Backdoor Roth IRA

Unlock tax savings with a backdoor Roth IRA

Don’t give up quickly if your path to contributing to a Roth IRA is blocked by tax law limits. Despite the obstacles, upper-income taxpayers may be able to take advantage of a backdoor Roth IRA.

IRA contribution basics

Unlike a traditional IRA where contributions may be wholly or partially tax-deductible, contributions to a Roth can never be deducted, but future distributions are generally exempt from tax. In contrast, traditional IRA distributions may be taxable in full.

The contribution limit for any combination of traditional and Roth IRAs for the 2018 tax year is $5,500 (increased to $6,000 for 2019). Plus, you can add on $1,000 if you’re 50 or older.

But there are no income limits on taxpayers who contribute to traditional IRAs. With a Roth, the ability to contribute is phased out, based on your modified adjusted gross income (MAGI).

  • For the 2018 tax year, the phaseout for single filers occurs between $120,000 and $135,000 of MAGI ($122,000 to $137,000 for 2019).
  • For the 2018 tax year, the phaseout for joint filers occurs between $189,000 and $199,000 of MAGI ($193,000 to $203,000 for 2019).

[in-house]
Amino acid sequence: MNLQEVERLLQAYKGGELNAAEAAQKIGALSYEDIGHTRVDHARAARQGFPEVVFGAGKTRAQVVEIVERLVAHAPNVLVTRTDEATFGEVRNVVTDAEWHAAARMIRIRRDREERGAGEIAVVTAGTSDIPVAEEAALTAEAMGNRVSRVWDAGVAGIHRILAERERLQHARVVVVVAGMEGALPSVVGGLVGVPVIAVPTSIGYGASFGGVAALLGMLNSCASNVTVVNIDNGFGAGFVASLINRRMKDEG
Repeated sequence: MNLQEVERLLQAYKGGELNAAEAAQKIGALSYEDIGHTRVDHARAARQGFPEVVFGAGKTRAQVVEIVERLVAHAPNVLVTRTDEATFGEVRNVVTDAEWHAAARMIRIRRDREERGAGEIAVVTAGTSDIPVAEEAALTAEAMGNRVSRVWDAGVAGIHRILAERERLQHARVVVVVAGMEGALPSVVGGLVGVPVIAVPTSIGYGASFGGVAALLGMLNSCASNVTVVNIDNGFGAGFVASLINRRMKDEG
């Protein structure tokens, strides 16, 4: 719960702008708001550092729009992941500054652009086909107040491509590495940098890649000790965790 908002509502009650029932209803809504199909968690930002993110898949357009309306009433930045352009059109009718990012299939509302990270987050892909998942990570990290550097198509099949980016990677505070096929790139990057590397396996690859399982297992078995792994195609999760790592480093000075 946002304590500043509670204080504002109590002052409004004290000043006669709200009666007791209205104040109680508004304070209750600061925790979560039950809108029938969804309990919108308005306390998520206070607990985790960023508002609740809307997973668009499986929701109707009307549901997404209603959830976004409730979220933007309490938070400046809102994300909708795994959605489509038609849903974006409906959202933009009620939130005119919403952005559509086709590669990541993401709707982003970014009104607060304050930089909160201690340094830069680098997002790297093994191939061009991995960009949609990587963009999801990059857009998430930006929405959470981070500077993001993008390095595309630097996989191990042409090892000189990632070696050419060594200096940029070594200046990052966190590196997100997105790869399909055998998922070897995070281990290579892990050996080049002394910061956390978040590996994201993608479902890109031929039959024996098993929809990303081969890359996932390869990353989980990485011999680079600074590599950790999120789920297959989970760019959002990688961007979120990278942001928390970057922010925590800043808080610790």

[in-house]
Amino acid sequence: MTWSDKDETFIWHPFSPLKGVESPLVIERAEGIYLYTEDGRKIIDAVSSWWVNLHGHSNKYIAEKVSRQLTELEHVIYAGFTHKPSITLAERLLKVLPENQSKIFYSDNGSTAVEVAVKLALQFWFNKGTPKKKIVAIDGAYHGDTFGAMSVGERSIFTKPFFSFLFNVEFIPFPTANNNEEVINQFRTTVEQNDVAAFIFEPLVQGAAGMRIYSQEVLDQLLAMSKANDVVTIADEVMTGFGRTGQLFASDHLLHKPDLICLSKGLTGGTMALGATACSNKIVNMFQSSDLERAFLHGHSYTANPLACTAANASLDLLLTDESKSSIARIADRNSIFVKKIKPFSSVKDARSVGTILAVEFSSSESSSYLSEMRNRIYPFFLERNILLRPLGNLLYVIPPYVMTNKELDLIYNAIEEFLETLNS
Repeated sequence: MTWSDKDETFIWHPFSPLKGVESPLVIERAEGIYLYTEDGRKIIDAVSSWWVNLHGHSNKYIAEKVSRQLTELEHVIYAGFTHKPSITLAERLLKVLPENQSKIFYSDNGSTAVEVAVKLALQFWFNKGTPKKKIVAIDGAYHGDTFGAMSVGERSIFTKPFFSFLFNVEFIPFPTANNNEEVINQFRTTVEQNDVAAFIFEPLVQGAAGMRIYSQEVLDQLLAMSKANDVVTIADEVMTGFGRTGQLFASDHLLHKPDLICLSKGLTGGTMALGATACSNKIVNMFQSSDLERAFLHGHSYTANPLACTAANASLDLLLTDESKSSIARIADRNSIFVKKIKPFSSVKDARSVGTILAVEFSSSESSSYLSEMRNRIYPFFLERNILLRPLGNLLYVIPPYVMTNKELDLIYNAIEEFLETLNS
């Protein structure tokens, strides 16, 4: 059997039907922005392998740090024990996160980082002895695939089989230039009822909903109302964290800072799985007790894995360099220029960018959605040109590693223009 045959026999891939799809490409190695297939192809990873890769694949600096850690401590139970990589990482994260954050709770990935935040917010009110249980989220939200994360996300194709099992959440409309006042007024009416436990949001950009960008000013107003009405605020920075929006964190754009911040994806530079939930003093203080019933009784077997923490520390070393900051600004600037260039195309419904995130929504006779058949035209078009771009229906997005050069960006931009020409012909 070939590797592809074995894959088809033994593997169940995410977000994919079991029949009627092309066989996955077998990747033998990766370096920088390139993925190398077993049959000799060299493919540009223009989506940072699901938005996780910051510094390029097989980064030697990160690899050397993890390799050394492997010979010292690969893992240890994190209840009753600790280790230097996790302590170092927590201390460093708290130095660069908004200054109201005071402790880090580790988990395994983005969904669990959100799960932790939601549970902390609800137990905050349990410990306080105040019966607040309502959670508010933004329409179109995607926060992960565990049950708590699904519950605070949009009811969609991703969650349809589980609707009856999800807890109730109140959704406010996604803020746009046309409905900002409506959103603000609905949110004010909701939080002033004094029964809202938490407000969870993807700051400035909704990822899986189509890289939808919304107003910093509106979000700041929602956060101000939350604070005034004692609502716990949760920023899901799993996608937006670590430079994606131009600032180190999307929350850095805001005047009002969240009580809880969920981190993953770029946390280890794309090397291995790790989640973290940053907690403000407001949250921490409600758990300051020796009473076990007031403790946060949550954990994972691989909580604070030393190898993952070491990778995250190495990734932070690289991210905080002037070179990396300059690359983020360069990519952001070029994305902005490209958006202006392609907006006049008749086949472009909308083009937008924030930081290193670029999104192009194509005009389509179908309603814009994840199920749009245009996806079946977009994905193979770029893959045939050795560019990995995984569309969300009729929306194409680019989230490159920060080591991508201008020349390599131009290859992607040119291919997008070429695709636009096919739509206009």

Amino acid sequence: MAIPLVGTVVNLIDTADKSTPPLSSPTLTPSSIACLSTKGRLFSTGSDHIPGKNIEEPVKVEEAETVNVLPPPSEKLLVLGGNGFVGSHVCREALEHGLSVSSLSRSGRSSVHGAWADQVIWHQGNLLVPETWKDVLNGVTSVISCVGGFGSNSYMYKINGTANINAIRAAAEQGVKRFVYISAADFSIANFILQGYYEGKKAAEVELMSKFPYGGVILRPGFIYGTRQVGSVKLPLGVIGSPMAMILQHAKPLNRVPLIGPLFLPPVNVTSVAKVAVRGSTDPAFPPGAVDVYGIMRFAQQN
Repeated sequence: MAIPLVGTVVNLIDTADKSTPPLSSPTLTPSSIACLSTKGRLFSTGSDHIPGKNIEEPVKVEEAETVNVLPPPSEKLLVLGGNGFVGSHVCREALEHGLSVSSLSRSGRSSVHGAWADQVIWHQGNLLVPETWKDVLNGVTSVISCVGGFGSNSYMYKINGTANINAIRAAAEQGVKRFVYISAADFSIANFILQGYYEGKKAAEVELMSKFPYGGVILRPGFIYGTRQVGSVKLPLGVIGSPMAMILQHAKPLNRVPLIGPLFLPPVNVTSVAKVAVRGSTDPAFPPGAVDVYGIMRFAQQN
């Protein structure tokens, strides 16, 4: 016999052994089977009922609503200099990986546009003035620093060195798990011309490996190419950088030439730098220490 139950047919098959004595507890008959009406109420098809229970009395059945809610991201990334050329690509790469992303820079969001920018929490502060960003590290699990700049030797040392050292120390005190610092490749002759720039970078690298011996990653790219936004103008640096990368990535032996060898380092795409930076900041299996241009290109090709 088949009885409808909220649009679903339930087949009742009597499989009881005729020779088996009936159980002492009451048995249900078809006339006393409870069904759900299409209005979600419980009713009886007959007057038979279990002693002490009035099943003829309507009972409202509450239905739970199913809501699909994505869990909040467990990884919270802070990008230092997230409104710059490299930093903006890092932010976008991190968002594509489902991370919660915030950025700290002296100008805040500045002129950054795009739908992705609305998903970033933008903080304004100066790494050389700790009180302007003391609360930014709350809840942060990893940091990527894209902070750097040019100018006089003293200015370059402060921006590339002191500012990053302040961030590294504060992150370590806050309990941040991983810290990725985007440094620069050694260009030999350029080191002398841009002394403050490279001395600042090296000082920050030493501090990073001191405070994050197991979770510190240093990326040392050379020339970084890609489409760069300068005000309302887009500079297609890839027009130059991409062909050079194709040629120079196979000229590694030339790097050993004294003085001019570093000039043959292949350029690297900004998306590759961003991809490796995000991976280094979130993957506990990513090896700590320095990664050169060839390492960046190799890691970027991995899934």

Conversions and backdoor Roth IRAs

Of course, you can convert an existing traditional IRA to a Roth, but you must pay tax on the conversion at ordinary income rates. Currently, the top rate is 37 percent.

However, this clever tax technique may work for you: Fund a traditional IRA with nondeductible contributions. Then, when you convert to a Roth, you only pay tax on the portion representing taxable earnings. The bulk of the conversion is tax-free. This “back-door IRA” approach remains viable after recent tax legislation.

There are additional complications if you already have other IRAs. But you may be able to minimize the tax damage by rolling over those funds into a 401(k) or other plan.

Call before you make your move, or if you have questions about your IRA tax obligations.

Leave a Reply